Working in a 10-by-15-foot office identical to hundreds of others in the vast federal complex that is the U.S. Patent and Trademark Office [USPTO] in Alexandria, examiner Russell Stormer has more work than he can handle. The agency received about 349 wheel and axle patent applications last year. Stormer reviews 124 annually and typically approves patents for about 90 [90/124 = 72.6%]. Because it takes an average of two years to process an application, there is always a backlog awaiting evaluation.
Stormer and the other 4,800 examiners at the PTO are key cogs in the U.S. economic machine, because patenting an idea is the first step in trying to turn it into a commercially viable product. Technological progress also depends on the patent system. Would-be innovators routinely dip into the public records for the specifications of patented ideas as they try to figure out ways to improve upon a device.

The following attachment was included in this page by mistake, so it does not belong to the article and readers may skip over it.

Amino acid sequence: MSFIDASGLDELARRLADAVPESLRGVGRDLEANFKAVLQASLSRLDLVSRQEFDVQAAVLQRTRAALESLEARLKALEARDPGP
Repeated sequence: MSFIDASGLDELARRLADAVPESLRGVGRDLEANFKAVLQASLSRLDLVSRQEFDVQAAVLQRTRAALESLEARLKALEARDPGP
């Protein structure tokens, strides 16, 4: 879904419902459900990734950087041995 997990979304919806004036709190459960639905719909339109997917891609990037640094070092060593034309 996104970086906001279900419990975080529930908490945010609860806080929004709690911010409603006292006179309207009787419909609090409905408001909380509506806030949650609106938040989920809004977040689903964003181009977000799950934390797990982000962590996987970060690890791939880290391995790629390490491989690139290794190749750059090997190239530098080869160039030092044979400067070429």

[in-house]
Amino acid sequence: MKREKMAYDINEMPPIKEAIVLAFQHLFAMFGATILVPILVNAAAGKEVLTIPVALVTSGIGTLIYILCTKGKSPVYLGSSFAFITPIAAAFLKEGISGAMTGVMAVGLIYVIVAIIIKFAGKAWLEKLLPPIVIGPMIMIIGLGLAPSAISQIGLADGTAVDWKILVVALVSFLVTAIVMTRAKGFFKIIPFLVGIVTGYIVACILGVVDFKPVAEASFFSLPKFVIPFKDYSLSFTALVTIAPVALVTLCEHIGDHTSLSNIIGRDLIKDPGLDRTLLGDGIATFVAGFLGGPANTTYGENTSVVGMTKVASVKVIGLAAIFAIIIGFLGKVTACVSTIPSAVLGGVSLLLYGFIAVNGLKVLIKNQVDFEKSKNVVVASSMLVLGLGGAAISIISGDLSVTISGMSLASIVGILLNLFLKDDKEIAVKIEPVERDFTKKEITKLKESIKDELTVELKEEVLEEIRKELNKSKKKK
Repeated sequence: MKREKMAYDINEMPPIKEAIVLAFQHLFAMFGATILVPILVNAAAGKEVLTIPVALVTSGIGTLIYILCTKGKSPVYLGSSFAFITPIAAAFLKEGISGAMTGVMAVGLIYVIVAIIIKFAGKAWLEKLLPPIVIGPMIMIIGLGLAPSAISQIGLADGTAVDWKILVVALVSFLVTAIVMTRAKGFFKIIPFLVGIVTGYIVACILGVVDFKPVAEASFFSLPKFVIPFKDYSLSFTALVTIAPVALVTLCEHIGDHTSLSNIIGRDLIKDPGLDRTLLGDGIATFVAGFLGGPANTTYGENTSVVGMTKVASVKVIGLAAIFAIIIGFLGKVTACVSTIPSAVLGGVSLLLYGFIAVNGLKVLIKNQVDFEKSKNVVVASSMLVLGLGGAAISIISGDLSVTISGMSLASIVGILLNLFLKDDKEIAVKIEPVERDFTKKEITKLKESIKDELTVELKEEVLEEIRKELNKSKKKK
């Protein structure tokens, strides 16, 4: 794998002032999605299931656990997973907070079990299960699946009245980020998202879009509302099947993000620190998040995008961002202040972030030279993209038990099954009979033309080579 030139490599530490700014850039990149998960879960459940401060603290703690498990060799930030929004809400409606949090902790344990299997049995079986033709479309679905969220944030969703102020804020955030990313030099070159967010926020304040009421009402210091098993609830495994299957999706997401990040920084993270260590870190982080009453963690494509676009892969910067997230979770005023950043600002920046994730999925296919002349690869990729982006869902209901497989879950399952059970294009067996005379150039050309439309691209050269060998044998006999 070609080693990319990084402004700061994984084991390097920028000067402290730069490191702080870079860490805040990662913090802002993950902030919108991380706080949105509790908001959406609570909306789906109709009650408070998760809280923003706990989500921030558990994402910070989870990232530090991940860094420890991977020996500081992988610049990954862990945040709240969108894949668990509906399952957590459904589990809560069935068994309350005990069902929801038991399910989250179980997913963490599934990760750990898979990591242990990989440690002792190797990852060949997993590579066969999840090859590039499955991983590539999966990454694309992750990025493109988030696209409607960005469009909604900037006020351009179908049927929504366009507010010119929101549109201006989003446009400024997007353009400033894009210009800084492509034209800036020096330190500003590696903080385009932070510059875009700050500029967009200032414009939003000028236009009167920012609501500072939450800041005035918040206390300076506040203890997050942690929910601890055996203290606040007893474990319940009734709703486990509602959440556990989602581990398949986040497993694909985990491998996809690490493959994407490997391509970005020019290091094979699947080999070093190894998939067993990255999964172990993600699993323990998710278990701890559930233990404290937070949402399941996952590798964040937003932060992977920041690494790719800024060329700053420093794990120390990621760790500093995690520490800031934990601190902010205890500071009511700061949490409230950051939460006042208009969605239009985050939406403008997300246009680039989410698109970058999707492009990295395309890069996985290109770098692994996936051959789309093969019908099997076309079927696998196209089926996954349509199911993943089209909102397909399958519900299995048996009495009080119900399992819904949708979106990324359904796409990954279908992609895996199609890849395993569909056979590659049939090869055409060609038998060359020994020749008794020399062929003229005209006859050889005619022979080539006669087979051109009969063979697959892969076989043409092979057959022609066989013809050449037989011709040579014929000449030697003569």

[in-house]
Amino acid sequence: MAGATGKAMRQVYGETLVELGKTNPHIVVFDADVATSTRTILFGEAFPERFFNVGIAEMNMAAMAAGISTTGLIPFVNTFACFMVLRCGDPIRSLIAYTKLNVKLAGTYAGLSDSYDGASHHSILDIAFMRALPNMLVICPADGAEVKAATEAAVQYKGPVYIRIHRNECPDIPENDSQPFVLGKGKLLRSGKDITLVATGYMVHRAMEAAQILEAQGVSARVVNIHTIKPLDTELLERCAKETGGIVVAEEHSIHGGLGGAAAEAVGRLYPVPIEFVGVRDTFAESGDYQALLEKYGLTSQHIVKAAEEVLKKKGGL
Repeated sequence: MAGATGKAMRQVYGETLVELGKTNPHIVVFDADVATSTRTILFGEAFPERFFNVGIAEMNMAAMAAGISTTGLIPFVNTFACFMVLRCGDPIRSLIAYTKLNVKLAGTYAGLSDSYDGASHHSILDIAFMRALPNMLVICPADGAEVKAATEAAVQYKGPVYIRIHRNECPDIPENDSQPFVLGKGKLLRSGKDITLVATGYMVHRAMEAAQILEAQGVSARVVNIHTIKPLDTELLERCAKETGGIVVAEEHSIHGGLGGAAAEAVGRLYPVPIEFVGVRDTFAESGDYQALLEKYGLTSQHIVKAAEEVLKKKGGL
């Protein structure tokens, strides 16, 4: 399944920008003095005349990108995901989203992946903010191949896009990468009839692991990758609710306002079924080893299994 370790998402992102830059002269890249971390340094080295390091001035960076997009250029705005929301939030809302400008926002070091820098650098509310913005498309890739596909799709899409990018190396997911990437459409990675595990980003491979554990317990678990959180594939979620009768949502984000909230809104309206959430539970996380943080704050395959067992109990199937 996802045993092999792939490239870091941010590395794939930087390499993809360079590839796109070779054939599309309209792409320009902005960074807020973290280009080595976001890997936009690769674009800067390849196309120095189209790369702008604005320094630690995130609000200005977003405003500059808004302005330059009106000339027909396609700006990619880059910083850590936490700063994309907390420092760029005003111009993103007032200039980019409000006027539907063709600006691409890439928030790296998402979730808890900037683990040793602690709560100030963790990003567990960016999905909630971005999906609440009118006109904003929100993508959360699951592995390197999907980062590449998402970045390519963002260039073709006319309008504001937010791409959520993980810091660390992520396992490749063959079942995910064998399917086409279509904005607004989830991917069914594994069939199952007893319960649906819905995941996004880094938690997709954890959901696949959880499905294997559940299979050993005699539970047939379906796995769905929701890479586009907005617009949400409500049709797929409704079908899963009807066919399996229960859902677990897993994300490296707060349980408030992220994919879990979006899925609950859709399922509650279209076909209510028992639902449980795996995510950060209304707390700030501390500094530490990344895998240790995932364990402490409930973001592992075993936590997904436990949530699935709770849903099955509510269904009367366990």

There is so much work that the thousands of examiners at the agency's new five-building campus near the King Street Metro station cannot keep up. Inventors submitted 390,000 patent applications last year, contributing to a backlog of 600,000 applications that are "sitting on a shelf, waiting to be touched by an examiner," said Brigid Quinn, an agency spokeswoman.
There was the 1943 design for a wheel whose tire was made of rope rather than rubber, a commodity in short supply during World War II. [Recall post on Standard Oil of New Jersey, I.G. Farben, and buna rubber] More recent were applications seeking to capitalize on the current fad of "spinners," the eye-catching wheel adornments that continue spinning even when the car stops.
Stormer, his white shirt sleeves rolled midway up his forearms, reached into a pile of papers to retrieve one of his recent favorites, a patent application for a car wheel featuring a working clock affixed to where the hub cap normally is. As the wheel rotates, the clock remains upright, providing a glimpse of the time to curious onlookers but not, presumably, to the driver.